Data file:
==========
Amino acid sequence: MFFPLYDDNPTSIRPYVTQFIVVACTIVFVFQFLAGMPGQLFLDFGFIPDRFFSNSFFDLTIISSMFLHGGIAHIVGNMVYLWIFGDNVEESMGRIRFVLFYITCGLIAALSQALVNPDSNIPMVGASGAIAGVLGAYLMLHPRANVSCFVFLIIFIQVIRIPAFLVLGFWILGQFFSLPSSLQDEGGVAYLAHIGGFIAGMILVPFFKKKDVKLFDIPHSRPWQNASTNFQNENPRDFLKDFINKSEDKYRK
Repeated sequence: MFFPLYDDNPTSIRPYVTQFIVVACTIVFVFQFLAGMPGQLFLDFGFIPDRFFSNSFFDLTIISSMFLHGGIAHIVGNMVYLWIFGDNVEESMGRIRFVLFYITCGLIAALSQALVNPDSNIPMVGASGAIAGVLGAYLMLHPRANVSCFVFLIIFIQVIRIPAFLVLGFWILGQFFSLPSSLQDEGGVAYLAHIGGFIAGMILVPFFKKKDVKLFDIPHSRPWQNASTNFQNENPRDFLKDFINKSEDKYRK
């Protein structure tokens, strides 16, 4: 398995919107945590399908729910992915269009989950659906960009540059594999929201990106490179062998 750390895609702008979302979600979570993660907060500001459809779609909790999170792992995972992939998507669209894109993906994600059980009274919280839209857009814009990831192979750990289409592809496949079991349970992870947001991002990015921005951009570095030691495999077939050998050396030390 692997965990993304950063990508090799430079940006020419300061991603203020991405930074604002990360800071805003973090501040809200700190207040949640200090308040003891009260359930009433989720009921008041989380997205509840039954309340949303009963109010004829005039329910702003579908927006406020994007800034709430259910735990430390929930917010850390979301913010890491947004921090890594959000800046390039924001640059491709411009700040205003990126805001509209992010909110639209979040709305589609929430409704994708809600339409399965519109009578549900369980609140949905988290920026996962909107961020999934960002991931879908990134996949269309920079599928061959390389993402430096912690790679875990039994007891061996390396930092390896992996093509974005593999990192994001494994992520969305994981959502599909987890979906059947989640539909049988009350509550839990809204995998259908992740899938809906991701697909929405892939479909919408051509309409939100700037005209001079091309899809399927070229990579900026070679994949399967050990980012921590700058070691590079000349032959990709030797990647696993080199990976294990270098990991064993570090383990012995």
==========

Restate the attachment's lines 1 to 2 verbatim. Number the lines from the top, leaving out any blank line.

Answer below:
Amino acid sequence: MFFPLYDDNPTSIRPYVTQFIVVACTIVFVFQFLAGMPGQLFLDFGFIPDRFFSNSFFDLTIISSMFLHGGIAHIVGNMVYLWIFGDNVEESMGRIRFVLFYITCGLIAALSQALVNPDSNIPMVGASGAIAGVLGAYLMLHPRANVSCFVFLIIFIQVIRIPAFLVLGFWILGQFFSLPSSLQDEGGVAYLAHIGGFIAGMILVPFFKKKDVKLFDIPHSRPWQNASTNFQNENPRDFLKDFINKSEDKYRK
Repeated sequence: MFFPLYDDNPTSIRPYVTQFIVVACTIVFVFQFLAGMPGQLFLDFGFIPDRFFSNSFFDLTIISSMFLHGGIAHIVGNMVYLWIFGDNVEESMGRIRFVLFYITCGLIAALSQALVNPDSNIPMVGASGAIAGVLGAYLMLHPRANVSCFVFLIIFIQVIRIPAFLVLGFWILGQFFSLPSSLQDEGGVAYLAHIGGFIAGMILVPFFKKKDVKLFDIPHSRPWQNASTNFQNENPRDFLKDFINKSEDKYRK